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Think about a time when you felt misjudged or misunderstood. How did it feel? Who was involved? What was it that you wanted them to realize about you? What do you wish you had said to make that person understand?
Most of us have memories like that. The pain of the memory can sometimes cause us to seethe with anger at the injustice, even years after the fact.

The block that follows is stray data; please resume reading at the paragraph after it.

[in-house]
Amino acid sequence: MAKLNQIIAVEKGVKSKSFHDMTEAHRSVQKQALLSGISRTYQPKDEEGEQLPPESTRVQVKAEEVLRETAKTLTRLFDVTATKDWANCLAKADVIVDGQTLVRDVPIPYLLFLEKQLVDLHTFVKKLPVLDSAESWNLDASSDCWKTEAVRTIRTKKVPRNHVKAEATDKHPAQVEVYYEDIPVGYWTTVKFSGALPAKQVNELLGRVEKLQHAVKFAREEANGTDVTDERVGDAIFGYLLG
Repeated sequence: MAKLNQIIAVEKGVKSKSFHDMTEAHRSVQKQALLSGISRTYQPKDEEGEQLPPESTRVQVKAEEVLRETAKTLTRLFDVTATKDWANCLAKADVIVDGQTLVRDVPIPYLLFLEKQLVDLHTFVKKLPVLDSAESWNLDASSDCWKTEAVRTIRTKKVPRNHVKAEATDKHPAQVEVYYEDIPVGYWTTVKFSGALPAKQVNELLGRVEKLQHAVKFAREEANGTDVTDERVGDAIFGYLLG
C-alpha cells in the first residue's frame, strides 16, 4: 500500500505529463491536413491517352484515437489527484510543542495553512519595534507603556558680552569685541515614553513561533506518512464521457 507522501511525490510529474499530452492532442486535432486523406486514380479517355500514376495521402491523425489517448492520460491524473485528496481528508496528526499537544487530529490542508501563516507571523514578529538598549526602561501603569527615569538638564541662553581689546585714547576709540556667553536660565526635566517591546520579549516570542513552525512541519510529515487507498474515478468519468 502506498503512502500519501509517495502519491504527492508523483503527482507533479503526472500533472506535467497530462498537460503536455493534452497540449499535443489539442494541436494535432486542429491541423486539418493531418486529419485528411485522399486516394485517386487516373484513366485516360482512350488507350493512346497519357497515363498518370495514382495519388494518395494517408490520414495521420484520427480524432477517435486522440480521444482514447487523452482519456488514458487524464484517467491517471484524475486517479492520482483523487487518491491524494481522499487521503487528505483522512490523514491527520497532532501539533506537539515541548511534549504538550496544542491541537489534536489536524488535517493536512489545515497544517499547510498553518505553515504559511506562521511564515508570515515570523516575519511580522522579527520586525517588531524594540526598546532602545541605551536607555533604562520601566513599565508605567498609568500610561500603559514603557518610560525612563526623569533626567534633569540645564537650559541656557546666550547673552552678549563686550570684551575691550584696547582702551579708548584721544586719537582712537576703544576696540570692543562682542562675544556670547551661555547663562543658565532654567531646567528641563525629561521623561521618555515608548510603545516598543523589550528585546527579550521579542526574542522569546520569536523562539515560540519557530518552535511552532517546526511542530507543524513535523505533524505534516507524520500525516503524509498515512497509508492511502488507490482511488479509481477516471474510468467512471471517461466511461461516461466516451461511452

Less common and less visceral are memories of times when we have discovered ourselves to be the ones misjudging others. Psychologists have discovered a reason for this: they call it “the fundamental attribution error.” What it means is that people tend to name external circumstances as the cause of their own faults, while simultaneously blaming other peoples’ faults on defects of character.
Here’s an example: You are at a stoplight and…
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